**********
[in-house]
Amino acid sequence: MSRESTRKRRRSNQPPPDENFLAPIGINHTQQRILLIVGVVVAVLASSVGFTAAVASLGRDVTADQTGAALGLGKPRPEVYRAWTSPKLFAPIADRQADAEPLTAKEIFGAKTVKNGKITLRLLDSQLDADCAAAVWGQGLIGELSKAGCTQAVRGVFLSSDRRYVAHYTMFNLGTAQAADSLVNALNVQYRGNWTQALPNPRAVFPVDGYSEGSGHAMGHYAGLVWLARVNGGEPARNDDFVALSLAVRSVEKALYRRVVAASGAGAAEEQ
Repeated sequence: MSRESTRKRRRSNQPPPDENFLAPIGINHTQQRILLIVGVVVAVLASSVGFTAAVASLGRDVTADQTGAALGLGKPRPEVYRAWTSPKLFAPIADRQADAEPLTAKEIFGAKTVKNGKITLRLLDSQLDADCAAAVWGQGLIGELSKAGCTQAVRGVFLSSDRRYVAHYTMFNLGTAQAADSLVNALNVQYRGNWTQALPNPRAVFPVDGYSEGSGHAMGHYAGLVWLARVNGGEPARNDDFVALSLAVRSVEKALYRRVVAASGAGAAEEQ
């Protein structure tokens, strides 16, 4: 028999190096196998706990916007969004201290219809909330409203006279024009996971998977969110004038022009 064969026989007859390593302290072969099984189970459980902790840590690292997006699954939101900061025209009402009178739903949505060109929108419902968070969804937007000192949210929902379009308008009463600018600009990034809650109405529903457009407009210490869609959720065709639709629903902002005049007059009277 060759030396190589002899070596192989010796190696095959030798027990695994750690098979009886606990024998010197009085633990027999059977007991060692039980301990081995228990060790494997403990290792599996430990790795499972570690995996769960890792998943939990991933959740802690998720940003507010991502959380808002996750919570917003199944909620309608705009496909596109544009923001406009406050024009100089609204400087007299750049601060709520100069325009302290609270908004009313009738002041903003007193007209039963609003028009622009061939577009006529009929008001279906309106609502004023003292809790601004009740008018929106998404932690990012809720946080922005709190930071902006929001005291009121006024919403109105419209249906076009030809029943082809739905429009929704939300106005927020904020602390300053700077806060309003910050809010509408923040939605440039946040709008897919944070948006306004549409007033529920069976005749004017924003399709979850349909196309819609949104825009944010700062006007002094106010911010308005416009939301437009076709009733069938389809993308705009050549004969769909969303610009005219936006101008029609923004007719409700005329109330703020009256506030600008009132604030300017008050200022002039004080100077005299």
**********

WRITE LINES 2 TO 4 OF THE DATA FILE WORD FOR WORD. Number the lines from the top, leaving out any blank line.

Amino acid sequence: MSRESTRKRRRSNQPPPDENFLAPIGINHTQQRILLIVGVVVAVLASSVGFTAAVASLGRDVTADQTGAALGLGKPRPEVYRAWTSPKLFAPIADRQADAEPLTAKEIFGAKTVKNGKITLRLLDSQLDADCAAAVWGQGLIGELSKAGCTQAVRGVFLSSDRRYVAHYTMFNLGTAQAADSLVNALNVQYRGNWTQALPNPRAVFPVDGYSEGSGHAMGHYAGLVWLARVNGGEPARNDDFVALSLAVRSVEKALYRRVVAASGAGAAEEQ
Repeated sequence: MSRESTRKRRRSNQPPPDENFLAPIGINHTQQRILLIVGVVVAVLASSVGFTAAVASLGRDVTADQTGAALGLGKPRPEVYRAWTSPKLFAPIADRQADAEPLTAKEIFGAKTVKNGKITLRLLDSQLDADCAAAVWGQGLIGELSKAGCTQAVRGVFLSSDRRYVAHYTMFNLGTAQAADSLVNALNVQYRGNWTQALPNPRAVFPVDGYSEGSGHAMGHYAGLVWLARVNGGEPARNDDFVALSLAVRSVEKALYRRVVAASGAGAAEEQ
């Protein structure tokens, strides 16, 4: 028999190096196998706990916007969004201290219809909330409203006279024009996971998977969110004038022009 064969026989007859390593302290072969099984189970459980902790840590690292997006699954939101900061025209009402009178739903949505060109929108419902968070969804937007000192949210929902379009308008009463600018600009990034809650109405529903457009407009210490869609959720065709639709629903902002005049007059009277 060759030396190589002899070596192989010796190696095959030798027990695994750690098979009886606990024998010197009085633990027999059977007991060692039980301990081995228990060790494997403990290792599996430990790795499972570690995996769960890792998943939990991933959740802690998720940003507010991502959380808002996750919570917003199944909620309608705009496909596109544009923001406009406050024009100089609204400087007299750049601060709520100069325009302290609270908004009313009738002041903003007193007209039963609003028009622009061939577009006529009929008001279906309106609502004023003292809790601004009740008018929106998404932690990012809720946080922005709190930071902006929001005291009121006024919403109105419209249906076009030809029943082809739905429009929704939300106005927020904020602390300053700077806060309003910050809010509408923040939605440039946040709008897919944070948006306004549409007033529920069976005749004017924003399709979850349909196309819609949104825009944010700062006007002094106010911010308005416009939301437009076709009733069938389809993308705009050549004969769909969303610009005219936006101008029609923004007719409700005329109330703020009256506030600008009132604030300017008050200022002039004080100077005299």